Wells Fargo launches free credit score pilot in Utah

SALT LAKE CITY – While consumers continue to improve their personal balance sheets by paying off debt and saving more, recent reports also show consumer confidence is on the rise, as is consumer spending. In an effort to help its customers know where their credit stands, Wells Fargo & Company announced Thursday the launch of a pilot program in select states, including Utah.

The pilot program provides customers with no-obligation, complimentary access to their credit score and credit report. The score, which often costs upwards of $12, will also come with a copy of the customer’s credit report. Customers can take part in this program by obtaining a unique access code from their Wells Fargo banker through April 15.

“Since September 2011, the Federal Reserve Board has been reporting sustained increases in borrowing, which is an indicator that consumers are starting to make purchases they may have been putting off,” said Greg Winegardner, regional president for Wells Fargo in Utah. “We want to help our customers take charge of their credit because their credit profile affects their ability to borrow and the interest rates they’ll pay. And, lenders aren’t the only people who use credit scores to make decisions – many insurance companies, cell phone providers and landlords do, too.”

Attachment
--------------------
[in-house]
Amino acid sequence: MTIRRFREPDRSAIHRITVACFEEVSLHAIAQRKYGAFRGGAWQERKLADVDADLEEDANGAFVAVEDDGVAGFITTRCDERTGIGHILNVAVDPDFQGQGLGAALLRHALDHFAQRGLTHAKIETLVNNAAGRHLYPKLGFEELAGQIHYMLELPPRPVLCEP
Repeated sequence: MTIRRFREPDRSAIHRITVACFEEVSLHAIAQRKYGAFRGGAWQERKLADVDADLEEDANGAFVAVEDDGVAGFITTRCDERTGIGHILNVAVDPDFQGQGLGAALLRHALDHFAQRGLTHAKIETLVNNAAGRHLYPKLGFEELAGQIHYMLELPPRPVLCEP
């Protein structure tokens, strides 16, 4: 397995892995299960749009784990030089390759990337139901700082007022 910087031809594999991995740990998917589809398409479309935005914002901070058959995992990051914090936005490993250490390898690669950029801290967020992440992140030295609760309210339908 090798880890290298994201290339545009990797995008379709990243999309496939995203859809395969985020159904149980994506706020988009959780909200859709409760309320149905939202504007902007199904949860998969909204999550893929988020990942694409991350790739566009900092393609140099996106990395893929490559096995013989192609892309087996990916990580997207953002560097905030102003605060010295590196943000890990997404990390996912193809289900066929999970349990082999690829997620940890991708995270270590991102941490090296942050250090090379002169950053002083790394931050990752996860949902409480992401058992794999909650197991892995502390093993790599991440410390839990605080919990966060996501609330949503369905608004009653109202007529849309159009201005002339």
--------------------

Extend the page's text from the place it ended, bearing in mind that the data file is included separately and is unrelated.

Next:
When reviewing credit applications, lenders review a borrower’s credit history, including their credit score. In addition, each lender has its own criteria for what level of risk it finds acceptable for a given credit product. There is no single minimum credit “cutoff score” used by all lenders, and there are many additional factors that lenders use to determine your actual interest rates.

“Taking charge of your credit means knowing where you stand today and knowing how to manage your credit profile,” Winegardner added. “Wells Fargo bankers are available to help customers review their score and report, and provide actionable tips to help manage their credit.”

Tips for better managing your credit score include:

  1. Establish your credit history. Don’t open a lot of new accounts in a short time frame. If you’ve been managing credit for a short time, rapid account buildup can look risky. Even if you have established credit, this may be a sign of increased risk.
  2. Stay current with your bills. Delinquent payments have a major negative impact on your credit score.
  3. Lower the amounts you owe. Keep your balances low on credit cards and other revolving credit. Pay off debt and don’t open new credit accounts you don’t need.

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